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Linguistic Decipherment of the Lettering on the (Original) Carving of the Virgin of Candelaria from Tenerife (Canary Islands)

By Vicente Jara Vera and Carmen Sánchez Ávila

Abstract

The wooden carving of Our Lady of Candelaria, discovered in the municipality of the same name on the island of Tenerife (Canary Islands) during the first half of the fifteenth century, had nearly two hundred letters of the Latin alphabet inscribed on her garments. Unfortunately the original carving disappeared after the storm that took place in 1826. Once the original letters on the first image were discovered by means of analysing both textual and artistic documentation and sources, we conclude that the text is archaic-Berber language used by the islanders, Insular-Amazigh, which no longer exists in the present day. Having discussed lexical, morphological, syntactic and phonetic aspects of this archaic language, as well as conducted a semantic analysis of the carving both from the native aboriginal perspective and the Christian one, we expound here our proposal of the meaning of the letters engraved on the Marian carving of Candelaria from its lexical voices and roots of their Berber and Insular-Amazigh languages, with the previous proposed solutions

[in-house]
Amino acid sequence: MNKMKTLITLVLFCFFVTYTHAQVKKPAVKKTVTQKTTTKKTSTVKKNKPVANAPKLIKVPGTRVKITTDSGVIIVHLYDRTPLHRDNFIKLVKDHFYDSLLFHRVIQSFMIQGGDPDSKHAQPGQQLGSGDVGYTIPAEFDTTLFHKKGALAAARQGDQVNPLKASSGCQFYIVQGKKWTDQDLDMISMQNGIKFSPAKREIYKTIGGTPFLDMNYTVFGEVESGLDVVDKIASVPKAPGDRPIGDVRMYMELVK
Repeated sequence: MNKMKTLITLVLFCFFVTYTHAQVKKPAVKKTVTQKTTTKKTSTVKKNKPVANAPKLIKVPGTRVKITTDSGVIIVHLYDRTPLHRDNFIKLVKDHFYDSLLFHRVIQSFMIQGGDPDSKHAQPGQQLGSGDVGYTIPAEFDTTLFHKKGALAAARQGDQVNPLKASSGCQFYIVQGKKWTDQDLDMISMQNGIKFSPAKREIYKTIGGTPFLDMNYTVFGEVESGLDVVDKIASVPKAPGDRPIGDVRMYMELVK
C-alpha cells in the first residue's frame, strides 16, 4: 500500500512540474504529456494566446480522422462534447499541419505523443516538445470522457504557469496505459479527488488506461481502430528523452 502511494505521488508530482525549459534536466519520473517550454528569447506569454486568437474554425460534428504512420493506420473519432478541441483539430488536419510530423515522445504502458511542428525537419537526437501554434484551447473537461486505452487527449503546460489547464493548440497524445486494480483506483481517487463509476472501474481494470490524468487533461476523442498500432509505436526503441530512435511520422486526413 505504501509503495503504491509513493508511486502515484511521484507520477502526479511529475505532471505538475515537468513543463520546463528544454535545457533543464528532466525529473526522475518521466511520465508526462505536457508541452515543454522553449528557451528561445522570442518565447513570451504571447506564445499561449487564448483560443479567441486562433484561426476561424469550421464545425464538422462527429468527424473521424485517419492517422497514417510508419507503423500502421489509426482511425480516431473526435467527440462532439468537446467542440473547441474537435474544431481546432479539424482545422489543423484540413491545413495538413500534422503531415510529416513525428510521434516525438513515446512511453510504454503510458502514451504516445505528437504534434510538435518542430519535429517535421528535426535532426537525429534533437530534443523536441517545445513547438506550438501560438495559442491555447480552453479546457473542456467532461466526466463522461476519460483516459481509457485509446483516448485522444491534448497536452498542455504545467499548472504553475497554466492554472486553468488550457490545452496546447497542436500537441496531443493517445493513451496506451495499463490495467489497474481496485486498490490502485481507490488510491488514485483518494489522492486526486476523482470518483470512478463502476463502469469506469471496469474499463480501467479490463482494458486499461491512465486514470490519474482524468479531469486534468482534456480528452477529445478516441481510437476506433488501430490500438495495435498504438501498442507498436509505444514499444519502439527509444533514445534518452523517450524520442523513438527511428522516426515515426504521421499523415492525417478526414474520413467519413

Topics: Insular-Amazigh, archaic-Berber, linguistic decipherment, Religions. Mythology. Rationalism, BL1-2790
Publisher: MDPI AG
Year: 2017
DOI identifier: 10.3390/rel8080135
OAI identifier: oai:doaj.org/article:402c5ebef39d44a18e6ec6326965c341
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